U.S. Undersecretary of State for Hemispheric Affairs Brian A. Nichols. Photo: U.S. State Department


After Mexican President Andrés Manuel López Obrador (AMLO) threatened earlier this week to meddle in the U.S. 2024 elections by encouraging dual citizens in that country to not vote for Republican candidates, the United States on Thursday, March 16, issued a stern call to the Mexican head of state to “respect its sovereignty” and not try to interfere in its internal affairs.

During a hearing in the Senate Foreign Relations Committee Thursday, U.S. Undersecretary of State for Hemispheric Affairs Brian A. Nichols, said that “just as we respect the sovereignty of Mexico, we ask that President López Obrador to respect American sovereignty.”

On Wednesday, March 15, AMLO said that he would launch an “information campaign” in the U.S. against Republicans, telling Mexicans and Hispanics not to vote for them unless U.S. lawmakers change their treatment of Mexico.

“Starting today, we are going to start an information campaign for Mexicans who live and work in the United States and for all Hispanics to inform them of what we are doing in Mexico and how this initiative by the Republicans, in addition to being irresponsible, is an offense against the people of Mexico, a lack of respect for our independence, our sovereignty,” López Obrador said.

“And if they do not change their attitude and think that they are going to use Mexico for their propaganda, electoral and political purposes, we are going to call for them not to vote for that party, because it is interventionist, inhumane, hypocritical and corrupt.”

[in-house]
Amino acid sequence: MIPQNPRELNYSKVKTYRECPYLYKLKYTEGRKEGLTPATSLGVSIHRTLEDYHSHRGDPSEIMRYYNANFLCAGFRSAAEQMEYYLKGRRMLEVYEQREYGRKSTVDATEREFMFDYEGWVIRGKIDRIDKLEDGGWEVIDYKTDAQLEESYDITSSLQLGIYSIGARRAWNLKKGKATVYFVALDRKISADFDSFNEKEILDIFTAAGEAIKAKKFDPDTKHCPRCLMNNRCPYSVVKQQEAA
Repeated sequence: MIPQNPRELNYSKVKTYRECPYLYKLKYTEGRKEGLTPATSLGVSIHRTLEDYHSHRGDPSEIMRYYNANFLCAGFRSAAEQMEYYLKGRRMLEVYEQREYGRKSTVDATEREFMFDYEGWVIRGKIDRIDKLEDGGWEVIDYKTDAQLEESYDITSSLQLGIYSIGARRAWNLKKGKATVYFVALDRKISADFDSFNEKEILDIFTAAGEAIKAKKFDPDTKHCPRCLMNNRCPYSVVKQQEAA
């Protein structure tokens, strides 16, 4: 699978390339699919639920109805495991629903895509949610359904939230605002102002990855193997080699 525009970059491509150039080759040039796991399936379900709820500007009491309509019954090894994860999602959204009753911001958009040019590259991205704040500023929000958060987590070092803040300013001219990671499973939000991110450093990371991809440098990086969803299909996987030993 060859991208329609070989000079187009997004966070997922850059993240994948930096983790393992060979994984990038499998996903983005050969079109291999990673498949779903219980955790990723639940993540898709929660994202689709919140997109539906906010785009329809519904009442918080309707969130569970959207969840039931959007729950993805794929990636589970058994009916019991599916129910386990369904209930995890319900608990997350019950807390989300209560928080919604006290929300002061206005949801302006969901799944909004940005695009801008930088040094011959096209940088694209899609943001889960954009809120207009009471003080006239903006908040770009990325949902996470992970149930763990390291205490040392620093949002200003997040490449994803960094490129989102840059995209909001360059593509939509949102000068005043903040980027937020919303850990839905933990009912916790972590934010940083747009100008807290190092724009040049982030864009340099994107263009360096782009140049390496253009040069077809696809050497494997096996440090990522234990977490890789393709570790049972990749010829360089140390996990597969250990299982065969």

This, Nichols said, constituted a threat to meddle in the U.S. electoral process.

Nichols also took the opportunity to contradict López Obrador, who has repeatedly insisted that “fentanyl is not produced in Mexico.”

“Mexico receives chemical precursors from all over the world,” Nichols said.

“These precursors are used to produce fentanyl.”

AMLO got this dander up against the United States when a group of Republican lawmakers (which were later followed by several Democratic congressmen) proposed declaring Mexican drug cartels as terrorist groups because they are responsible for exporting fentanyl to the United States, where last year more than 60,000 people died from the drug.

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